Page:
21st Century Careers Include Focus on Leadership and Interpersonal Conflict

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While careers in the science, technology, engineering and medicine fields are growing, the need for other skill sets remains. With any organization, interpersonal relationships and human behavioral patterns on a larger scale remain important. Effectively handling them is an integral part of keeping any entity functioning well. Whether it’s resources and strategy management, or team-building and employee relations, new courses of study have emerged to address the shifting modern realities surrounding them. The savvy professional can earn a degree in these fields, then apply critical skills and knowledge to help organizations thrive and grow.

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Conflict Resolution: in Demand for Today’s Workforce

While interpersonal conflict is a constant aspect of human nature, our modern world introduces some new dimensions to an ancient problem. You’ve probably heard stories that illustrate personality clashes or simple misunderstandings, but the truth is that the origin of most conflicts between people is far deeper than what is seen on the surface. Left unsolved, these issues can tear apart any group, and the Canadian HR Council for the Nonprofit Sector classifies them into six categories:

attempts to maintain power or influence;
a clash of values;
perceived or real resource scarcity;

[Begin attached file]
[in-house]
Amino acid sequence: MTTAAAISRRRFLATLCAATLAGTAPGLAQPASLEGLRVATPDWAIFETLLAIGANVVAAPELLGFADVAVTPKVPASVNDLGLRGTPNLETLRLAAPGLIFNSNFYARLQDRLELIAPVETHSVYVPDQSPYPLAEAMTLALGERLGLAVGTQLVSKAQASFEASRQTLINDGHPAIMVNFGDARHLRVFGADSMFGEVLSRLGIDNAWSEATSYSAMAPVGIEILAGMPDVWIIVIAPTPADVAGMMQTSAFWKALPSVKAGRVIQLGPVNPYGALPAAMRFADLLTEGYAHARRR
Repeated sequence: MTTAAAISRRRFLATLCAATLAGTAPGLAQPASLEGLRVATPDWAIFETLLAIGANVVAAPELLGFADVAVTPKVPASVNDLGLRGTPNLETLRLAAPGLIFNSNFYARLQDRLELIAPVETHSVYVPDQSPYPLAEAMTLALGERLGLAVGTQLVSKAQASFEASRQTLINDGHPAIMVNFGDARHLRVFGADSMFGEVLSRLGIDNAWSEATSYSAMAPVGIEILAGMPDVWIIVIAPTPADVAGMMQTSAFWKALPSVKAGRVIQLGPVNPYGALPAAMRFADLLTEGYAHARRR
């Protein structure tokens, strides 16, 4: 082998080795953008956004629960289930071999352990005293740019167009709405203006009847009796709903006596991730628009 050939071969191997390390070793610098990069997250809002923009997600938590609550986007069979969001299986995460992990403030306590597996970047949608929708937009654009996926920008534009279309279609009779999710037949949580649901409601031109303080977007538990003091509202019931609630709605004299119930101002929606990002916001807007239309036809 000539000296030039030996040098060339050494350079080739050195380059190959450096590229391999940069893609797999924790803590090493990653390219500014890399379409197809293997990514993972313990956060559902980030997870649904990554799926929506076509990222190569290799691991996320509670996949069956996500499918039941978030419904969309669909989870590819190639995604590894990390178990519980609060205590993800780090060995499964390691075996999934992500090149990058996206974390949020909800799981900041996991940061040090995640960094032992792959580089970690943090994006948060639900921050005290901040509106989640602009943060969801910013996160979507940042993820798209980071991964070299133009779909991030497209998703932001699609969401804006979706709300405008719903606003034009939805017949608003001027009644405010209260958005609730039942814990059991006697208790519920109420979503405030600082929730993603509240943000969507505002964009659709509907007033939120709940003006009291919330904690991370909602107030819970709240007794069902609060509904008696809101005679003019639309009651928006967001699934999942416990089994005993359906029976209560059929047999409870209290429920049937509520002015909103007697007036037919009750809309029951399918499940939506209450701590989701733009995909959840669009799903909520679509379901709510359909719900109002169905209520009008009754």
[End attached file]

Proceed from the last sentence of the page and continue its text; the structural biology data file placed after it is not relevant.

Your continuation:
drastic differences in interpersonal styles and approaches;
inequities within an organization; and,
pressures caused on a group by uncontrollable factors in the external environment.

That’s why courses of study such as the Master of Arts in Conflict Resolution and Reconciliation at Abilene Christian University (ACU) have been recently created. They aim to instruct learners on how to listen, assess each situation and address the core problems. Matriculants acquire knowledge about how to work with disputing parties to achieve a fair, mutually agreeable resolution via classroom learning and real-world experience. After emerging with a master’s degree, program graduates typically find careers in both the public and private sectors in specialities such as such as employment relations, mediation and negotiation and marital dispute resolution.

Social Administration: a Field Created to Address Unique Leadership Needs

Social work has grown substantially from its early roots. Today, it is an interdisciplinary field with inputs from other professions such as psychology, sociology, education, law and politics. The International Federation of Social Workers defines it as a profession and discipline that “promotes social change and development, social cohesion, and the empowerment and liberation of people.” From the core academic studies in this arena, new programs such as the Master of Science in Social Administration (MSSA) at Case Western Reserve University (CWRU) are emerging.

Students of programs such as the MSSA at CWRU don’t necessarily pursue careers in social work. Graduates may find themselves working as human resource managers in the private sector, addressing workplace issues and acting as a liaison between staff and upper management. Other possibilities include professionals in diversity and inclusion who ensure that their organizations hire a well-balanced and representative workforce, or public policy advocates who represent organizations and causes to engage both public officials and private citizens in important issues.

Looking Forward to New Career Opportunities

Small groups and large-scale entities remain in need of professionals to deal with relationships and conflict. Social administration and conflict resolution have arisen as courses of study, with their curricula tooled to address both traditional and new challenges. With graduate-level learning and real-world experience, professionals emerge who can assist their employers in these arenas.

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